No, I don't think we really know what we've created. So much "progress" happens simply because we have the ability. It's like a runaway train, the rush to get something new out there. I don't think the downside is ever looked at. Until later, when it becomes all too clear. I feel for the Fenns of the world. It is a sad day.
As for libraries, I work in a small one and we have to constantly re-invent ourselves in order to survive. That means offering ALL formats, among other changes. We all need to be flexible in order to survive, or we risk being left by the side of the road.

Linda said...

One more thought... maybe there's nothing wrong with being left by the side of the road. I'd certainly like to be sitting in The Bistro in Three Pines right now!

Cece said...

One of my favorite quotes seems apropos....
"There is an architecture of books as surely as there is one of buildings. When you read a book, you enter by its cover, but you live within the spatial environment that its pages throw up around you. You inhabit its margins, whether commodious or cramped; you ambulate among the serifed glyphs of the typography; you respond to the climate of the page, pure white or mottled beige, and even negotiate the textured terrain of the paper itself, whether it be the alabastrine smoothness of bible stock or the porosity of wood pulp." ~James Gardner.

Robin Agnew said...

Obviously I hope there will still be a place for books, but you are right Louise, things are changing fast and I am firmly in the horse and buggy school of thought. I hate to hear a story like this, because I think small publishers and small bookstores shape what people read to an extent. I think some of the breadth of material and some quirkiness will be lost.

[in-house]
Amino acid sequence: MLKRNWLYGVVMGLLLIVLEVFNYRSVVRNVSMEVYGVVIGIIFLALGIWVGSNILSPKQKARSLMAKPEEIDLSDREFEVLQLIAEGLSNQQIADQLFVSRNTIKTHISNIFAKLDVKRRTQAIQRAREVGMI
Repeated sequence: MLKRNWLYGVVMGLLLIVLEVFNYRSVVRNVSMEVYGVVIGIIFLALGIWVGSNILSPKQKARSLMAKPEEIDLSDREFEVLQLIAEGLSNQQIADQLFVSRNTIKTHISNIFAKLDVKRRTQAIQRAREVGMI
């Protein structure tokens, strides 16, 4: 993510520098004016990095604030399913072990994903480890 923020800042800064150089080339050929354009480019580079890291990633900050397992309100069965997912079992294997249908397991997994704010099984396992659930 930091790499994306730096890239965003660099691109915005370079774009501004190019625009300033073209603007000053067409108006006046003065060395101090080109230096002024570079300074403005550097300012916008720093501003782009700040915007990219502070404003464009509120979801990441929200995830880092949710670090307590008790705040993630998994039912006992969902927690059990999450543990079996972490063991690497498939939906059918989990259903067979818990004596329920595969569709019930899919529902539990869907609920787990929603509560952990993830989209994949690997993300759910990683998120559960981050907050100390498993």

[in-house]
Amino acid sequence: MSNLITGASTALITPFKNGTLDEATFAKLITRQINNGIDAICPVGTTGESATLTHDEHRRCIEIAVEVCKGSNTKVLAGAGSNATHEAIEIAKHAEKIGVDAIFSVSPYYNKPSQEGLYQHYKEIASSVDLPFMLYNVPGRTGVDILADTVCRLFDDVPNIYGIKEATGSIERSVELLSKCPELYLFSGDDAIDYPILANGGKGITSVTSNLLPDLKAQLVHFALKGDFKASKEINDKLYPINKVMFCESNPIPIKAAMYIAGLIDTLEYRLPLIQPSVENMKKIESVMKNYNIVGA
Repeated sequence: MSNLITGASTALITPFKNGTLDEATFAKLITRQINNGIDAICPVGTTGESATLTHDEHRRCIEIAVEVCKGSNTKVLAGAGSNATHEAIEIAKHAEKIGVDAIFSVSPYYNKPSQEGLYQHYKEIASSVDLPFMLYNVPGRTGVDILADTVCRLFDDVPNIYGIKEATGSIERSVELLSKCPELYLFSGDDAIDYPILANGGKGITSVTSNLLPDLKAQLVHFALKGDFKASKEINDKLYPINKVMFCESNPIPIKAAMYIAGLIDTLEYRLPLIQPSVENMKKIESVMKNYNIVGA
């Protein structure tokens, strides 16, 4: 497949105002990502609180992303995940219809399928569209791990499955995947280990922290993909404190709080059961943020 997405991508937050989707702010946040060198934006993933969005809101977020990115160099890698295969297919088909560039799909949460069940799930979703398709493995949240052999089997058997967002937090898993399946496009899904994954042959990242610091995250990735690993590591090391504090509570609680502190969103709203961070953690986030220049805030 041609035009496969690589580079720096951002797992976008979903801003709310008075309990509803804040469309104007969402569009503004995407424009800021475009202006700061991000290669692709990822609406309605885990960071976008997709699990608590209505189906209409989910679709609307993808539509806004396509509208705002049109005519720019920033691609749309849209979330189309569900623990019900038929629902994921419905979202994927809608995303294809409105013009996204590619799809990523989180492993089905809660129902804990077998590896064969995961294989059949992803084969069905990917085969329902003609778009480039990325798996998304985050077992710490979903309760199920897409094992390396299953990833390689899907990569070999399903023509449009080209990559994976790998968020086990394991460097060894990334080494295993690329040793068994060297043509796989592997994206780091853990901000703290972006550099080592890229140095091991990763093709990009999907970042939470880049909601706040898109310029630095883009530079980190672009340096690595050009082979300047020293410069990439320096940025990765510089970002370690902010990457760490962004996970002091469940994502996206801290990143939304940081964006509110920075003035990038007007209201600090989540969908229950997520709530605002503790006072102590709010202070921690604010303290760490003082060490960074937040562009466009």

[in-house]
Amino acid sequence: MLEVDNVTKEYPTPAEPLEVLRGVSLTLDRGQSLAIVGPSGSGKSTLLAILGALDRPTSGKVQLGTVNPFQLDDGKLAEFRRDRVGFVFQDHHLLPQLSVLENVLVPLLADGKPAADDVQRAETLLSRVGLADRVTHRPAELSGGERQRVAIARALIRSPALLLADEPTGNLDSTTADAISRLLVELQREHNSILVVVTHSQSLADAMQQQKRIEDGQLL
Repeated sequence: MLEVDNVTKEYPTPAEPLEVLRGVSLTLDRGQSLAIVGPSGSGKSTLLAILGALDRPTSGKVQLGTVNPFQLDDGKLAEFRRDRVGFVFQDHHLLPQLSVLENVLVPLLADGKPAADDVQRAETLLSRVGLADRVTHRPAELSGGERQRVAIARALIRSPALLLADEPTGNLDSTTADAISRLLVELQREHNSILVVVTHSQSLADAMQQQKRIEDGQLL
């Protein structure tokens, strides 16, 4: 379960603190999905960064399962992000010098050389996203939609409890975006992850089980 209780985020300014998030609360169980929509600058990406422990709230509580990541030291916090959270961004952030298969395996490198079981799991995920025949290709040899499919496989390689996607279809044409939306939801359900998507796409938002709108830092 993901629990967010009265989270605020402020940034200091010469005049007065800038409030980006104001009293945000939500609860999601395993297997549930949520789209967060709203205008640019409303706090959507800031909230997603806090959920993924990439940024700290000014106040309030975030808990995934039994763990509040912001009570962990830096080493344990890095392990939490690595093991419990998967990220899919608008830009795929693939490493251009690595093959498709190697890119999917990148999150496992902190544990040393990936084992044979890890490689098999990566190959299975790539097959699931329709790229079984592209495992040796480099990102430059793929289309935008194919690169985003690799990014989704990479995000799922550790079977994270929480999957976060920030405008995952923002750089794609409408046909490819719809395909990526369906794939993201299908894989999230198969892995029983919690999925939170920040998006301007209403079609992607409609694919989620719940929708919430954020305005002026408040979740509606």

Jodi said...

I have a small web page which argues that books are better! I won't be rude and link drop, but some of my reasons are:

1) you can read them anywhere (on the beach, in the bath)
2) the batteries never run out
3) you can share them
4) you can resell them
5) the author can sign them
6) they're collectible
7) they're yours - can't be snatched back

etc. etc.

Melody said...

Dear Louise,

Amen to your sentiments. I am also a librarian at a small library. We have recently begun to offer ebook downloads as well, because like your other commenter stated so accurately, that you have to adapt and keep up or you will be left behind.

I don't want to even contemplate the demise of the printed book. That would be too sad to bear. While the ebook has some appeal, it would never replace the feel, heft, smell and pure pleasure of opening a book...the dust jacket, the feel of the paper... I could go on..

I agree with your other commenter, let's go sit in the Bistro at Three Pines and enjoy our books and let the world go by...

Donna K. said...

Along with the electronic substitutions for books, I have noticed that there seems to be a design trend in coffee shops which strips them of all possible comfort or coziness. Metal and chrome abounding with uncomfortable chairs and tables seem to be the norm. I feel as though my voice will echo. They often seem sterile to me.

I have also noticed that young people are talking faster and faster in the work place and retail stores and have noticed this in the television drama and legal shows as well. The dialogue is fast, cold and matter of fact,like technology and recitation. Maybe we are Luddites...ha
donna k

Anonymous said...